"And whatever riba you give so that it may increase in the wealth of the people, it does not increase with Allah."

[Ar-Rum 30:39]

The mention of Riba however is not only limited within the Quran. There are several Hadiths (saying of Mohammad PBUH) that explain the prohibition on riba. The following Hadiths has been explained by Mahmoud 2000.

Muslim narrated on the authority of 'Abu Said Al Khudriy; The Messenger of Allah (PBUH) said:

"Gold for gold, silver for silver, wheat for wheat, barley for barley, dates for dates, and salt for salt; like for like, hand to hand, in equal amounts; and any increase is Riba."

2.3.1 UNDERSTANDING RIBA AND ITS TYPES

Riba originates from an Arabic word and it means 'to grow'. If one takes an Islamic point of view, riba means to exchange an object with the condition of an increase in the object upon its return. So why is riba prohibited? Riba is prohibited because it ensures that the lender will get his capital as well as premium at the time of expiration and he will have earned this premium without any effort such as carrying out any labour or any kind of risk.

Before the revelation of Quran, Riba was prevalent all over Arabia. Taking anything excess over capital was defined in Riba and the Arabs were left in no doubt of its meaning (Shafi, 1993). This type of Riba came to be known as 'Riba al-Nasi"ah'.

Later, the Messenger of Allah (PBUH) added certain transactions to the definition of Riba and this came to be known as 'Riba al-Fadl'.

Riba was clearly declared unlawful by the Holy Qur'an, and was abandoned by the noble Companions the moment the verses prohibiting Riba were revealed, and the Holy Prophet (PBUH) enforced its prohibition through his judgments in the legal suits.

2.3.2 MISCONCEPTIONS ABOUT RIBA

There are several misconceptions surrounding the concept of Riba. Some argue that not all types of interests are forbidden and there are misconceptions regarding interest on commercial loans, simple interest and interest on inflammation.

In spite of all the evidence that is present, some contemporary Muslims have tried to argue that banking interest does not fall within the bounds of Riba. They support their stance through arguing for the permissibility of interest by making incorrect and unsupported claims. However, if the nature of Riba is carefully studied, it will soon become apparent that their claims have no weight whatsoever. There is a lot of evidence present that completely refutes these arguments, which I will further explain in the next two sub-sections.

INTEREST on commercial loans

One of the most common misunderstandings surrounding Riba is that people tend to believe that it was interest on consumption loans that was prohibited which would leave commercial and productive loans free from the prohibition, This argument is based on the assumption that interest was prohibited during the days of the Messenger of Allah (PBUH) because in those days there were only consumption loans and the interest that was charged on such loans resulted in causing hardship for the borrowers. However, this argument is completely refuted by historical facts.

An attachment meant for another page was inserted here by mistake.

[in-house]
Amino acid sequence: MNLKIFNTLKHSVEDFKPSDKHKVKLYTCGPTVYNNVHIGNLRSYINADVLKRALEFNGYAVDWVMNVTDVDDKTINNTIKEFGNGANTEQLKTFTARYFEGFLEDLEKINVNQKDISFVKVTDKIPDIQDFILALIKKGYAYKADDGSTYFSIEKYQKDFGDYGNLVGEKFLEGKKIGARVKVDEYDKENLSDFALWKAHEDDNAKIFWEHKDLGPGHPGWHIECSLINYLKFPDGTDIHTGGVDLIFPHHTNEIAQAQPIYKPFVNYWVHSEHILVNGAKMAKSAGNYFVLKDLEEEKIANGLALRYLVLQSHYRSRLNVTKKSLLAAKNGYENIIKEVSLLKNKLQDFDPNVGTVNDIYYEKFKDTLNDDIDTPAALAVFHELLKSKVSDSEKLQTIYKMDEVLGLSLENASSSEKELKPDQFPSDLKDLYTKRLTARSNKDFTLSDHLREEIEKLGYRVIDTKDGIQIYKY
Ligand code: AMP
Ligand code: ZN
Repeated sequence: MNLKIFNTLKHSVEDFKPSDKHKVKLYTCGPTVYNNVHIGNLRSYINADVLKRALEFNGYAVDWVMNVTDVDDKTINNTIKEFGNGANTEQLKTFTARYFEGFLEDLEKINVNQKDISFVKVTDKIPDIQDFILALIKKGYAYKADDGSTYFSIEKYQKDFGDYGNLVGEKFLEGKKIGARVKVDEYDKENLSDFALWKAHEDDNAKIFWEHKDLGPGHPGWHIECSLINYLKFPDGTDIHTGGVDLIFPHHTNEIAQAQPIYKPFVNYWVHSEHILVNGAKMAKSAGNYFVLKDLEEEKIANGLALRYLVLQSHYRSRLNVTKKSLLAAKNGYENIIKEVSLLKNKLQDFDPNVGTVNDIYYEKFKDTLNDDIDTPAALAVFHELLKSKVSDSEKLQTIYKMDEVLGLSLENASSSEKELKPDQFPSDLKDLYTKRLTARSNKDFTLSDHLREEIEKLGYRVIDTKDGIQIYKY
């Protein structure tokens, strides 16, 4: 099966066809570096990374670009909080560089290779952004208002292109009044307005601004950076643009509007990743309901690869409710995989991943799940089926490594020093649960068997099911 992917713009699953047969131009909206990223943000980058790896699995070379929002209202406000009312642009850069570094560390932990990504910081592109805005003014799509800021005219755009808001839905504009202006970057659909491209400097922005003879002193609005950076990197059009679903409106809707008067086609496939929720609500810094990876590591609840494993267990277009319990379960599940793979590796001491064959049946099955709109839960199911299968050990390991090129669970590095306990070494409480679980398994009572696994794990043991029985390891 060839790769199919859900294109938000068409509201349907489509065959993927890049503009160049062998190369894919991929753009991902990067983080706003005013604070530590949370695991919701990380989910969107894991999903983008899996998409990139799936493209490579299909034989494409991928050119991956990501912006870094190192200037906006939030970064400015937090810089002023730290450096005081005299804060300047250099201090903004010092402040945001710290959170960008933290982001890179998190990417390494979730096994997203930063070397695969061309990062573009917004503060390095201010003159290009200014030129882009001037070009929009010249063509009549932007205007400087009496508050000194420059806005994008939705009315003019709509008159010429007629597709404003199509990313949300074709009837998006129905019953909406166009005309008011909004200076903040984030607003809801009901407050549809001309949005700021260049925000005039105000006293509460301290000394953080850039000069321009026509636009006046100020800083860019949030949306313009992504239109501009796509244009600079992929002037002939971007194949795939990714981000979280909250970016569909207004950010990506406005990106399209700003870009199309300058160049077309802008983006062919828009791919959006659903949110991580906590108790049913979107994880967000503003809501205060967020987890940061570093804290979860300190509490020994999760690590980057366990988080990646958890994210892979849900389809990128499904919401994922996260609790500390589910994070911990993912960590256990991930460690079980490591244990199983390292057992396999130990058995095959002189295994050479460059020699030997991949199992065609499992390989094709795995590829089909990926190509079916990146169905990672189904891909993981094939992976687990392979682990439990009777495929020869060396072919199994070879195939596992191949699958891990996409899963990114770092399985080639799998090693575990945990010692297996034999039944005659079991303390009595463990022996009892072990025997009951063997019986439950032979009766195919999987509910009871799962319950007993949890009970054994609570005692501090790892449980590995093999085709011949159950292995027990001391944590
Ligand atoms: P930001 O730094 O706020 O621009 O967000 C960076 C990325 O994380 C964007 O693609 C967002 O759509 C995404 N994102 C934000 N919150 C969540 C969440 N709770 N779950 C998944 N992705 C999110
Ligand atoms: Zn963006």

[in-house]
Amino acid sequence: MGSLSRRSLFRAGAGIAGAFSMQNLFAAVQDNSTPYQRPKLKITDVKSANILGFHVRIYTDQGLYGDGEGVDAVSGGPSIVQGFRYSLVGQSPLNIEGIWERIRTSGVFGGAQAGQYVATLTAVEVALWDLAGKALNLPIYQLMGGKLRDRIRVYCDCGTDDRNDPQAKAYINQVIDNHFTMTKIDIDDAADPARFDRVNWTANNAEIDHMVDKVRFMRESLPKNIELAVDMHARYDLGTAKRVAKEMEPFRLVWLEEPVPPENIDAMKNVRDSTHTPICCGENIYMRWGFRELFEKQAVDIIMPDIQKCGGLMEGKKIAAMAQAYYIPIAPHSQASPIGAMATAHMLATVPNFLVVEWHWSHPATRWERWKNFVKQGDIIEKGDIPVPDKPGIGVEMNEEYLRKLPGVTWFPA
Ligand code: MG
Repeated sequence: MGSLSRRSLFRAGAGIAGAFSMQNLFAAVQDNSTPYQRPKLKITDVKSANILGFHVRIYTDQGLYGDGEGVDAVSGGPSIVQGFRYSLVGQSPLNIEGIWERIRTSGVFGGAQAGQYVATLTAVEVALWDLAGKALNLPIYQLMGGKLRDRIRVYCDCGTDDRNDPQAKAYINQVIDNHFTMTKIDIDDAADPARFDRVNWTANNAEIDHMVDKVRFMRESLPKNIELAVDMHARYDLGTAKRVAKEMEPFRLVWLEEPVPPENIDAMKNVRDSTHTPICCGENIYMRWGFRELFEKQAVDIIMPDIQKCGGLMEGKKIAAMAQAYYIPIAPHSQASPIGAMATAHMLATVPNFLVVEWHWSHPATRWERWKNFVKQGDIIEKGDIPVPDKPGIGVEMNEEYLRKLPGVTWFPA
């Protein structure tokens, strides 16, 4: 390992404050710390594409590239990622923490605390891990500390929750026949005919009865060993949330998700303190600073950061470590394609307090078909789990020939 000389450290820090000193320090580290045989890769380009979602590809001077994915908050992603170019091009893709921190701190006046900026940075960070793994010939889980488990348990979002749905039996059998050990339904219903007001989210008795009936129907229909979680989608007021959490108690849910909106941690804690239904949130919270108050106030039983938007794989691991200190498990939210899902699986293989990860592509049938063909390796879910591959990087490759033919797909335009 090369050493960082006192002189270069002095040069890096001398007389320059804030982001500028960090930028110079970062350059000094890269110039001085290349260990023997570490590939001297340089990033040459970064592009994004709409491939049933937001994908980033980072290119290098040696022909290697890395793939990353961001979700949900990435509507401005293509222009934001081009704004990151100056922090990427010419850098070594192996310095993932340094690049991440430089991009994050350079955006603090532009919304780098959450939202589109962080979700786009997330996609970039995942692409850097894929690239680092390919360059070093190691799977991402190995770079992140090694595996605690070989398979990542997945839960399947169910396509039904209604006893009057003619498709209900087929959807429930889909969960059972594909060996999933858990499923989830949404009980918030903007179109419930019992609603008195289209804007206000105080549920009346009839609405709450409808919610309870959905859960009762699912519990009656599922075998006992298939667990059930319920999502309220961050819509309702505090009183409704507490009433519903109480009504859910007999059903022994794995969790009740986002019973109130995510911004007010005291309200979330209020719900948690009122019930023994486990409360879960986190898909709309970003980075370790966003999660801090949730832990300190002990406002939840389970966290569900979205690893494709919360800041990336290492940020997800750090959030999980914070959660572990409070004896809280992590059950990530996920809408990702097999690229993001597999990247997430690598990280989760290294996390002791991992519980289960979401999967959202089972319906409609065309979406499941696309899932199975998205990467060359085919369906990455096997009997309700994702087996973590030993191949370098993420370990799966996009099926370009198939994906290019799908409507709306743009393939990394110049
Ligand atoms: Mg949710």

This misconception can be further clarified by understanding that in Islamic finance, it is not of concern whether the money advanced is put into production r consumption, it is the primary motive for which the money is advanced that matters.

If your motive is to advance money in charity, you are not allowed to demand any type of profit from it. However, if your motive is profit-based, Shariah does not permit any type of arrangement in which the lender of advance is insulated from risk. If the motive of advancing money is profit based then the lender has to bear the losses as well as the gains and the borrower is not under any obligation to return a fixed amount irrespective of the outcome of the recipient's venture.

SIMPLE INTEREST

Another common misconception that people have is that interest prohibited in Islam is compound interest and not simple interest. The people under this misconception have probably misunderstood the meaning of the following verse from the Quran:

"0 those who believe, do not eat Riba multiplied many times. And fear Allah, so that you may be successful." (Qur'an, 3:130)

However, if this verse is understood in its context then this misconception can easily be clarified. In the pre-Islam Arabia, the general pattern of Riba transactions was that loans were given on Riba for a set period of time; when that period expired and the borrower was unable to pay it back, he was given an extension of time on the condition that the amount of Riba was to be increased.

Similarly, if payment was not made even on the expiry of the second deadline, the rate of Riba was further increased.

Thus we can see that if once, the habit of taking Riba is inculcated, it does not remain simple anymore; interest necessarily becomes multiplied. The amount of interest accrued becomes a part of the total amount owned by the creditor. Afterwards, when the creditor decides to lend out his money again, he will be lending out the principal amount he had previously lent out plus the interest accrued on it. Therefore, he will not only be charging interest on the previous principal amount but also on the interest he had previously gained and which has now been added to the total amount. If this chain continues, then the interest will keep on being multiplied many times and thus, every form of interest (no matter how simple) will end up increasing several times.

2.4 THE ROLE OF MANAGEMENT IN ISLAMIC BANKING

DEFINING MANAGEMENT

There are many definitions of management in different books among which I have taken the following three definitions.

According to (Naylor, 1999) "Management is the process of achieving organisational objectives, within a changing environment, by balancing efficiency, effectiveness and equity, obtaining the most from limited resources, and working with and through other people".